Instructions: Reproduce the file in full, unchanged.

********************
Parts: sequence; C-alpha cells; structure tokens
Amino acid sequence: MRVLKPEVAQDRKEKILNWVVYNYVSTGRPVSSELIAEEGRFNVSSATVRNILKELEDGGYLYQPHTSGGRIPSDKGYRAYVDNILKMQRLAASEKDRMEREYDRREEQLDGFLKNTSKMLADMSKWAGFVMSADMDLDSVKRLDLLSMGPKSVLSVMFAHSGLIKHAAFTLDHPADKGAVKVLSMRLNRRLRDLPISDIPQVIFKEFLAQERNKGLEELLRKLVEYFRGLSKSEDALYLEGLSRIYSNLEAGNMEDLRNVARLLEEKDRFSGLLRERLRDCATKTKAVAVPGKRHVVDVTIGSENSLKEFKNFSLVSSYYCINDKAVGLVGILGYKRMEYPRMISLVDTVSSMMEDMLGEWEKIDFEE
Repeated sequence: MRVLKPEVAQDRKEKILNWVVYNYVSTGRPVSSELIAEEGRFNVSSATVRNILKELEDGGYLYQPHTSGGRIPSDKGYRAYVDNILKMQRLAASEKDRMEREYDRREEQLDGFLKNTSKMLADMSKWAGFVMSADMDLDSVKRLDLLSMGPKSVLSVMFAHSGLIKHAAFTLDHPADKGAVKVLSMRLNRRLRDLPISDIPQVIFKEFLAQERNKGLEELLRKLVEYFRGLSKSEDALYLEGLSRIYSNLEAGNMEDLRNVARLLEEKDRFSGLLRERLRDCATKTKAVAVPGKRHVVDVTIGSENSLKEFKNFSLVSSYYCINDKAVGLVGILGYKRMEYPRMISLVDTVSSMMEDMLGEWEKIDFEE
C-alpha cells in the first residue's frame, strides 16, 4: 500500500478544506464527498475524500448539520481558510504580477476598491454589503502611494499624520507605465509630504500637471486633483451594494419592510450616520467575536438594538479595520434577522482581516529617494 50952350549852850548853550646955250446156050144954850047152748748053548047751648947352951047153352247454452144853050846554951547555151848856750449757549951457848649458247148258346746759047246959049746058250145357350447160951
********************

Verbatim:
Parts: sequence; C-alpha cells; structure tokens
Amino acid sequence: MRVLKPEVAQDRKEKILNWVVYNYVSTGRPVSSELIAEEGRFNVSSATVRNILKELEDGGYLYQPHTSGGRIPSDKGYRAYVDNILKMQRLAASEKDRMEREYDRREEQLDGFLKNTSKMLADMSKWAGFVMSADMDLDSVKRLDLLSMGPKSVLSVMFAHSGLIKHAAFTLDHPADKGAVKVLSMRLNRRLRDLPISDIPQVIFKEFLAQERNKGLEELLRKLVEYFRGLSKSEDALYLEGLSRIYSNLEAGNMEDLRNVARLLEEKDRFSGLLRERLRDCATKTKAVAVPGKRHVVDVTIGSENSLKEFKNFSLVSSYYCINDKAVGLVGILGYKRMEYPRMISLVDTVSSMMEDMLGEWEKIDFEE
Repeated sequence: MRVLKPEVAQDRKEKILNWVVYNYVSTGRPVSSELIAEEGRFNVSSATVRNILKELEDGGYLYQPHTSGGRIPSDKGYRAYVDNILKMQRLAASEKDRMEREYDRREEQLDGFLKNTSKMLADMSKWAGFVMSADMDLDSVKRLDLLSMGPKSVLSVMFAHSGLIKHAAFTLDHPADKGAVKVLSMRLNRRLRDLPISDIPQVIFKEFLAQERNKGLEELLRKLVEYFRGLSKSEDALYLEGLSRIYSNLEAGNMEDLRNVARLLEEKDRFSGLLRERLRDCATKTKAVAVPGKRHVVDVTIGSENSLKEFKNFSLVSSYYCINDKAVGLVGILGYKRMEYPRMISLVDTVSSMMEDMLGEWEKIDFEE
C-alpha cells in the first residue's frame, strides 16, 4: 500500500478544506464527498475524500448539520481558510504580477476598491454589503502611494499624520507605465509630504500637471486633483451594494419592510450616520467575536438594538479595520434577522482581516529617494 50952350549852850548853550646955250446156050144954850047152748748053548047751648947352951047153352247454452144853050846554951547555151848856750449757549951457848649458247148258346746759047246959049746058250145357350447160951